For example, just because one day may seem busier than others, that’s not to say it actually is. Your POS SaaS can help you pinpoint trends in footfall at certain times of the day or during specific times of year. Say goodbye to having too many staff on the shop floor or too few members of the team available to keep your customers happy.
Lightspeed’s POS software is a prime example of enabling businesses to make smart, data-driven decisions from their built-in reports. It doesn’t stop at staffing operations. With this particular POS SaaS, you’ll be able to manage purchase orders, view customer profiles to upsell, and so much more—it comes highly recommended.
Handles an array of different payments
Without a POS, your team will typically only be able to manage certain payments without having to pay a surcharge per transaction, getting lost in the process, or simply not being able to process a payment option in the first place.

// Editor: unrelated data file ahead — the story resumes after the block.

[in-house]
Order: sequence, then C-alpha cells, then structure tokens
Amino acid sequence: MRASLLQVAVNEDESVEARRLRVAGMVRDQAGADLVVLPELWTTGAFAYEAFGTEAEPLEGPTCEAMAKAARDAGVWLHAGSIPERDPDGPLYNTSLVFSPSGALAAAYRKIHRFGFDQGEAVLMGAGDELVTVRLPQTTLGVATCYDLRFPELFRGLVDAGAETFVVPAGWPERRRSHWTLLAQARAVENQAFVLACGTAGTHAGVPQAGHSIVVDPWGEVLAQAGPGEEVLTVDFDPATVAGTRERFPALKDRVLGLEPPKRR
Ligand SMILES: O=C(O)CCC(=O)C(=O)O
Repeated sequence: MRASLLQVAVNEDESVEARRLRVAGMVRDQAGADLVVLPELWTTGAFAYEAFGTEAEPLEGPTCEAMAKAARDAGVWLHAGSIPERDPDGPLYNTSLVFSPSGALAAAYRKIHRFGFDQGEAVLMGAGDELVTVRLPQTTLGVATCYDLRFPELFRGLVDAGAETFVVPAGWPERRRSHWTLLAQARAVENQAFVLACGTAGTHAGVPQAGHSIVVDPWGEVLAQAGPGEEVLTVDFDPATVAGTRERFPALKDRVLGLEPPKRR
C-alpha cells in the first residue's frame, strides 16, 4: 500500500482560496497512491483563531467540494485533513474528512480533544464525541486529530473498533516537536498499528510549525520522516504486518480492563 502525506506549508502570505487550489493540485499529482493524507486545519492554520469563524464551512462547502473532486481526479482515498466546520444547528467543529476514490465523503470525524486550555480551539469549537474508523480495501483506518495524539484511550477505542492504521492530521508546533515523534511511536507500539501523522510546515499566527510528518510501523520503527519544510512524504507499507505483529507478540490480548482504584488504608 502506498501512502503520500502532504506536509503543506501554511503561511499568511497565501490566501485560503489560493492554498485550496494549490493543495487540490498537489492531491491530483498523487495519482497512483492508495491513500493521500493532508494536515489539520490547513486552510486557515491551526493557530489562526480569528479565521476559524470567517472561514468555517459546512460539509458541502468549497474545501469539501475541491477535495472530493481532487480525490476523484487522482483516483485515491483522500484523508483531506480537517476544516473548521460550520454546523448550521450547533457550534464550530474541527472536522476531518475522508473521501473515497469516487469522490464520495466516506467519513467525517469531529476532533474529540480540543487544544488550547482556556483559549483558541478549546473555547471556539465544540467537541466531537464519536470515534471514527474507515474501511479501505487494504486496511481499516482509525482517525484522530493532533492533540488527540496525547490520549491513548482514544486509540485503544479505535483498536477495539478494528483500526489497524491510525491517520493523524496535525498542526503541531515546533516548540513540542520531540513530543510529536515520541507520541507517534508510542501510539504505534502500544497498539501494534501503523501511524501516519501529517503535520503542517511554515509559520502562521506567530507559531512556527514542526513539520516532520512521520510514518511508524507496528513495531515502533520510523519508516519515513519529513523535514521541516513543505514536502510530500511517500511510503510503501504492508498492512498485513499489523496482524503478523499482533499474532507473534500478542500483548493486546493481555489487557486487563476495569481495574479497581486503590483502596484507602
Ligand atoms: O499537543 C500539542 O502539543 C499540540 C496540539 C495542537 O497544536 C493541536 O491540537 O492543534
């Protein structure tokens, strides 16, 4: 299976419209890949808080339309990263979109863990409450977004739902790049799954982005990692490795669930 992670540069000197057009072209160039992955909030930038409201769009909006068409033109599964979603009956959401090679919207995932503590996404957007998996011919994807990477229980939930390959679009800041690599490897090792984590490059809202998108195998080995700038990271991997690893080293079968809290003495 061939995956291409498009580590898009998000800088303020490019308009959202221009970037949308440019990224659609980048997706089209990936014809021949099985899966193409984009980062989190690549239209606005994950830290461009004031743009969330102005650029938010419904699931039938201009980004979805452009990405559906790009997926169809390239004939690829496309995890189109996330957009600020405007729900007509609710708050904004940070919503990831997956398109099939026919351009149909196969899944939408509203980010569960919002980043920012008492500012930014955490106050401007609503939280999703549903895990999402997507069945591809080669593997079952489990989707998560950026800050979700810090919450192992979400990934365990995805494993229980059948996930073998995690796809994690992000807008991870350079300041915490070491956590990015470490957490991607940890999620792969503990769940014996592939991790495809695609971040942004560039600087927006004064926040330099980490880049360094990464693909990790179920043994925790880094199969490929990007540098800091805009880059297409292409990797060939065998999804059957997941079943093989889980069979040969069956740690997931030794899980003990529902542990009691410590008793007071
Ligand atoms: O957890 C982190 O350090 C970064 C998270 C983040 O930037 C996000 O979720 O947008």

However, this is where a POS comes in to save the day. With a POS system, you’ll be able to process most card payments, accept eWallet payments, and offer someone the ability to pay in installments. This offers your customers more flexible and inclusive payment options that they’ll thank you for; as well as increasing your chances of making a sale in the first place.
Presenting smart discounts
Discounts are where your POS really starts to shine. Some of the best POS systems can analyze your stock and present discounts that will benefit your customers and your stock rotations.